Exception lists must always include the following entries:


1.3.3 Proxy Server Timeouts

Proxy servers can drop a connection after a short period of time if there is no activity on the connection. By default, SGD sends AIP keepalive packets every 100 seconds to keep the connection open.

If you find that applications disappear after a short while, you might have to increase the frequency at which AIP keepalive packets are sent.

In the Administration Console, go to the Global Settings, Communication tab and decrease the AIP Keepalive Frequency. Alternatively, use the following command:

$ tarantella config edit --sessions-aipkeepalive secs

You must restart every SGD server in the array for changes to this attribute to take effect.

1.3.4 Configuring Server-Side Proxy Servers

SGD can be configured so that the SGD Client connects through a server-side SOCKS version 5 proxy server. The actual proxy server used is determined using the IP address of the client. This known as an array route.

If you use the SGD Gateway, array routes are only used for client connections that are not routed through an SGD Gateway.

You configure array routes by setting one or more filters that match client IP addresses to server-side proxy servers. Each filter has the format Client-IP-Pattern:type:host:port.

The Client-IP-Pattern can be either of the following:

  • A regular expression matching one or more client IP addresses, for example 192.168.10.*

  • A subnet mask expressed in the number of bits to match one or more client IP addresses, for example

The type is a connection type. Use CTSOCKS for a SOCKS version 5 connection. Use CTDIRECT to connect directly without using a proxy server.

The host and port are the DNS name or IP address and port of the proxy server to use for the connection.

SGD can be configured with several filters. The order of the filters is important because SGD uses the first matching Client-IP-Pattern.

If you use an external SSL accelerator instead of SGD to handle SSL processing, append the array route with :ssl, see the following example. This instructs the SGD Client to use SSL on that connection before continuing with the SOCKS connection. See Section 1.6.2, “Using External SSL Accelerators” for details.


If SGD is configured for firewall forwarding, you cannot use multiple array routes because SGD cannot determine the IP address of the client device. You can configure a single array route, for example *:CTSOCKS:taurus.example.com:8080. See Section 1.5.2, “Firewall Traversal”.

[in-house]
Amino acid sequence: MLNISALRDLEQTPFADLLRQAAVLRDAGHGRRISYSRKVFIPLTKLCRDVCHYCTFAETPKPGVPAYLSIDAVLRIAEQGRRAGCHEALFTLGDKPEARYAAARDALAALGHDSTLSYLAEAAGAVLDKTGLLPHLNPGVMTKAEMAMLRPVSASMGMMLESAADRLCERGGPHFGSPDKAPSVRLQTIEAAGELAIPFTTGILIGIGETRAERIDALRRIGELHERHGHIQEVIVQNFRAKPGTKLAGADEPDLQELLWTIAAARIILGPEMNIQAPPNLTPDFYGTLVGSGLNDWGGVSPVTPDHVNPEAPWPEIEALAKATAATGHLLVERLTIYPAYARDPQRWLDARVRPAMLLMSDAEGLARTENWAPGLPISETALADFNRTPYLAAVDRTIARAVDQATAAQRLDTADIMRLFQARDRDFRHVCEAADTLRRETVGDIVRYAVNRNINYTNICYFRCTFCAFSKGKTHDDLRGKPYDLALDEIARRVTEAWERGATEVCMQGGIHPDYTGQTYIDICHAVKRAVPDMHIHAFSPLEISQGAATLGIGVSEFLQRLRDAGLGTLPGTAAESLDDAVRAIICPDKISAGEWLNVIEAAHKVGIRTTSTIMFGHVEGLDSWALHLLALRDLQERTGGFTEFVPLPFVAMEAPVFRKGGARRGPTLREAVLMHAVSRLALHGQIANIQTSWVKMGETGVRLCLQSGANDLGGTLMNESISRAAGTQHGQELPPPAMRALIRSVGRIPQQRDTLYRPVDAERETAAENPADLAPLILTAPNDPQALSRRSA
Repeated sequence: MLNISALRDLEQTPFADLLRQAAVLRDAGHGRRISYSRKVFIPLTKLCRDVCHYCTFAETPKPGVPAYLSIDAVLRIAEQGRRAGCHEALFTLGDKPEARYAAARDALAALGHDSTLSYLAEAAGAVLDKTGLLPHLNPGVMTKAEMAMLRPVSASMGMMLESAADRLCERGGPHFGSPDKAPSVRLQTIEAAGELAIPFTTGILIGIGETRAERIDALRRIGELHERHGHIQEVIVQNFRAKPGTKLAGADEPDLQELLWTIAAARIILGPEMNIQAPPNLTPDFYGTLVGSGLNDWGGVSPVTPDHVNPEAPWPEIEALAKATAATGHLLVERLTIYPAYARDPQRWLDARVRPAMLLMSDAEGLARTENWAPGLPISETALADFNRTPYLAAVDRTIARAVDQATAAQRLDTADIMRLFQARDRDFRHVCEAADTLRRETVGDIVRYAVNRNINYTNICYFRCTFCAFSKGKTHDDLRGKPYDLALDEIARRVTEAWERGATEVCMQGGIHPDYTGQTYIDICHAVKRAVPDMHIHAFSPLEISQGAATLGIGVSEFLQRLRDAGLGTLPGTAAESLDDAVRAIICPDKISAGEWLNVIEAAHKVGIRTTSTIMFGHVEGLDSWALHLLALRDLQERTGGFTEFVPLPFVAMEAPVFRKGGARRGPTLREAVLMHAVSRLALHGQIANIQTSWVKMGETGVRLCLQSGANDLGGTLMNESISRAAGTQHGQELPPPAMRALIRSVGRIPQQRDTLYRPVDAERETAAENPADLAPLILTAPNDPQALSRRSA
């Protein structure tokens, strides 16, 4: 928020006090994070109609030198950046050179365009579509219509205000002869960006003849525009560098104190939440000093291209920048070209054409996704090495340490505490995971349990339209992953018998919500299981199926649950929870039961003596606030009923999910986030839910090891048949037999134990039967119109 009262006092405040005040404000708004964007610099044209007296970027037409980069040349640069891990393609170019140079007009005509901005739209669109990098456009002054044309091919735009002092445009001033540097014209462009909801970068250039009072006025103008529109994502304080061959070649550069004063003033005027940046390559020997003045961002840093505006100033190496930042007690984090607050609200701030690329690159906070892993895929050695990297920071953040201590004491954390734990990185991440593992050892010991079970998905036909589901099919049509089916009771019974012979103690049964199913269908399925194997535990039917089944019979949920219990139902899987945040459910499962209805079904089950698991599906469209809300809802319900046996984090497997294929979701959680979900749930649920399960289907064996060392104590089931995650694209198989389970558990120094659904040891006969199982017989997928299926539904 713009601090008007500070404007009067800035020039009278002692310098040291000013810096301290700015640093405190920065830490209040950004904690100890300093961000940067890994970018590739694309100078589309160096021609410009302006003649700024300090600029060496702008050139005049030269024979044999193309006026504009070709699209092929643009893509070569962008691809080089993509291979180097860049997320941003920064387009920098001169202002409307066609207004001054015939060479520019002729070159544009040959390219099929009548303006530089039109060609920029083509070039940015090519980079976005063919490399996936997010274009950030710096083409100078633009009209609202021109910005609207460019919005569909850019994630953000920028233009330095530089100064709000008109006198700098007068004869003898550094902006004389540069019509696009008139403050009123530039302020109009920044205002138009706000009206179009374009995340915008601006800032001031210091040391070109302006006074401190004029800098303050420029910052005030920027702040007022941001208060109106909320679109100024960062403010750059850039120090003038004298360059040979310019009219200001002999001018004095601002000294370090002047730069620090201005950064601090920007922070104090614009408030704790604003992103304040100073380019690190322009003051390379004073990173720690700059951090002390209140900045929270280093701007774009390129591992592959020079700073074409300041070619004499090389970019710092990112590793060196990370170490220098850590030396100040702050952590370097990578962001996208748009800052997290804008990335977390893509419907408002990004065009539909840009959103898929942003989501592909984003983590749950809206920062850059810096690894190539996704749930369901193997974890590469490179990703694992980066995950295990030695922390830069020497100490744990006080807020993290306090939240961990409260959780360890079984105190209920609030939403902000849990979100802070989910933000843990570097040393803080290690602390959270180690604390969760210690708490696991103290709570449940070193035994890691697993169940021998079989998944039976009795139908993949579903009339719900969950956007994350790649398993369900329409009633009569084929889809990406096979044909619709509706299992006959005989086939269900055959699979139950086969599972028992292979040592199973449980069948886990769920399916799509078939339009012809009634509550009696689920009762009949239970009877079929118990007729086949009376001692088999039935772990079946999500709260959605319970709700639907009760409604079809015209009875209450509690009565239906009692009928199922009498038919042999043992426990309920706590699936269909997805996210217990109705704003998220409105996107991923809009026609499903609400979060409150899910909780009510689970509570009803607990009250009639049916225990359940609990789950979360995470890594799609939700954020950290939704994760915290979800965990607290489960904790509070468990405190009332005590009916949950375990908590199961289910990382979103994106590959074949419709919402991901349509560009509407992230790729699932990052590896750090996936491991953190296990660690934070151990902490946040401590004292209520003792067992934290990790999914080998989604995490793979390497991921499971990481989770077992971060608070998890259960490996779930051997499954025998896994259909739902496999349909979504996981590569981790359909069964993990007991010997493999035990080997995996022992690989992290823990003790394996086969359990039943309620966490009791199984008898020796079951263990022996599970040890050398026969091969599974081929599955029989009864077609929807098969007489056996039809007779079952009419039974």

The following is an example of array routes configuration:

"192.168.5.*:CTDIRECT" \
"192.168.10.*.*:CTSOCKS:taurus.example.com:8080" \

With this configuration, the following applies:

  • Clients with IP addresses beginning 192.168.5 have a direct connection.

  • Clients with IP addresses beginning 192.168.10 connect using the SOCKS proxy server taurus.example.com on port 8080.

  • All other clients connect using the SOCKS proxy server draco.example.com on port 8080. These clients also connect using SSL before continuing with the SOCKS connection. How to Configure Array Routes

You can only configure array routes from the command line.

Ensure that no users are logged in to the SGD servers in the array, and that there are no running application sessions, including suspended application sessions.

  1. Configure the filters for array routes.

    Use the following command:

    $ tarantella config edit \
    --tarantella-config-array-netservice-proxy-routes routes

    Separate each filter with a space and enclose in double quotation marks (" "). For example, "filter1" "filter2" "filter3".

    The format of each filter is described in Section 1.3.4, “Configuring Server-Side Proxy Servers”.

    The order of the filters is important. The first match is used.

  2. Restart every SGD server in the array.

    You must restart every server in the array for array routes to take effect.